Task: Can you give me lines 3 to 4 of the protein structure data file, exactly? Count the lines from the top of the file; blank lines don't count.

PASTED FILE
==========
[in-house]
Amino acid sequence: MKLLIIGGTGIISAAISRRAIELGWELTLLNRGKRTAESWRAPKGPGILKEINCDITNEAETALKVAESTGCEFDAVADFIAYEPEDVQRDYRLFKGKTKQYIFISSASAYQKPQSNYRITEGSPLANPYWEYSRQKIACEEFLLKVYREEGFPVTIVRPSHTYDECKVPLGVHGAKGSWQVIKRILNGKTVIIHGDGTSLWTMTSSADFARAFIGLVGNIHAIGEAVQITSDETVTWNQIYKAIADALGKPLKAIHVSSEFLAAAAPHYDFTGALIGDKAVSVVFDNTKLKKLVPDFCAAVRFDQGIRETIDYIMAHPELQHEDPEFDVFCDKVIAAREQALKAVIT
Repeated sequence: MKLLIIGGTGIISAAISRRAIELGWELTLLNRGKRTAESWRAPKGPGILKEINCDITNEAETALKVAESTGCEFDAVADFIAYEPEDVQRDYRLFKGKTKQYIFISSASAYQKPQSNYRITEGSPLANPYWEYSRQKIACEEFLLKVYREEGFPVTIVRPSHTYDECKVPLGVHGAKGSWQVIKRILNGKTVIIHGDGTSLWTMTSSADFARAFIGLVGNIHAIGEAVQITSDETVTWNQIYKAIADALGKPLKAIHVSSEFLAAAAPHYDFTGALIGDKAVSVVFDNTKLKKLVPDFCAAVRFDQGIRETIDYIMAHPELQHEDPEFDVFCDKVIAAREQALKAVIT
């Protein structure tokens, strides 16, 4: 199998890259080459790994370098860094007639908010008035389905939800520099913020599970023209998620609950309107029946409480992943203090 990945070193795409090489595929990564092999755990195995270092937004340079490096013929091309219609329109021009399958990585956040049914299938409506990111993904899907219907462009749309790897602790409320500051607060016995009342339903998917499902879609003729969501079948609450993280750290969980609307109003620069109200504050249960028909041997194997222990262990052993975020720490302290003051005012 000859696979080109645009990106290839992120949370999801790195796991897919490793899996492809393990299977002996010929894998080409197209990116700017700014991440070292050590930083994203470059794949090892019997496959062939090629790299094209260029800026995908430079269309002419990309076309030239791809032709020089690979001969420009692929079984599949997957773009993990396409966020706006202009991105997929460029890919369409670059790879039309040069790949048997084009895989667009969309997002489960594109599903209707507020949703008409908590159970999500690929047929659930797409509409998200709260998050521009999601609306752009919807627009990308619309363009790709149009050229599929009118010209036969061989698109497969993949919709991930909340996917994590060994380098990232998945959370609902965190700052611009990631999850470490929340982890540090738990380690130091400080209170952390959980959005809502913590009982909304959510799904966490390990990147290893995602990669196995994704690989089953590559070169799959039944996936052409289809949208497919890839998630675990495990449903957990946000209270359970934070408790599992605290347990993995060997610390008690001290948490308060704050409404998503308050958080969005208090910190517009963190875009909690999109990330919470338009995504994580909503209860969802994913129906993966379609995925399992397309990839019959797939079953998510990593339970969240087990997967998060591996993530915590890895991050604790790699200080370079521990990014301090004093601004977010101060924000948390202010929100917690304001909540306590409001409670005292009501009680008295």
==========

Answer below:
Repeated sequence: MKLLIIGGTGIISAAISRRAIELGWELTLLNRGKRTAESWRAPKGPGILKEINCDITNEAETALKVAESTGCEFDAVADFIAYEPEDVQRDYRLFKGKTKQYIFISSASAYQKPQSNYRITEGSPLANPYWEYSRQKIACEEFLLKVYREEGFPVTIVRPSHTYDECKVPLGVHGAKGSWQVIKRILNGKTVIIHGDGTSLWTMTSSADFARAFIGLVGNIHAIGEAVQITSDETVTWNQIYKAIADALGKPLKAIHVSSEFLAAAAPHYDFTGALIGDKAVSVVFDNTKLKKLVPDFCAAVRFDQGIRETIDYIMAHPELQHEDPEFDVFCDKVIAAREQALKAVIT
């Protein structure tokens, strides 16, 4: 199998890259080459790994370098860094007639908010008035389905939800520099913020599970023209998620609950309107029946409480992943203090 990945070193795409090489595929990564092999755990195995270092937004340079490096013929091309219609329109021009399958990585956040049914299938409506990111993904899907219907462009749309790897602790409320500051607060016995009342339903998917499902879609003729969501079948609450993280750290969980609307109003620069109200504050249960028909041997194997222990262990052993975020720490302290003051005012 000859696979080109645009990106290839992120949370999801790195796991897919490793899996492809393990299977002996010929894998080409197209990116700017700014991440070292050590930083994203470059794949090892019997496959062939090629790299094209260029800026995908430079269309002419990309076309030239791809032709020089690979001969420009692929079984599949997957773009993990396409966020706006202009991105997929460029890919369409670059790879039309040069790949048997084009895989667009969309997002489960594109599903209707507020949703008409908590159970999500690929047929659930797409509409998200709260998050521009999601609306752009919807627009990308619309363009790709149009050229599929009118010209036969061989698109497969993949919709991930909340996917994590060994380098990232998945959370609902965190700052611009990631999850470490929340982890540090738990380690130091400080209170952390959980959005809502913590009982909304959510799904966490390990990147290893995602990669196995994704690989089953590559070169799959039944996936052409289809949208497919890839998630675990495990449903957990946000209270359970934070408790599992605290347990993995060997610390008690001290948490308060704050409404998503308050958080969005208090910190517009963190875009909690999109990330919470338009995504994580909503209860969802994913129906993966379609995925399992397309990839019959797939079953998510990593339970969240087990997967998060591996993530915590890895991050604790790699200080370079521990990014301090004093601004977010101060924000948390202010929100917690304001909540306590409001409670005292009501009680008295």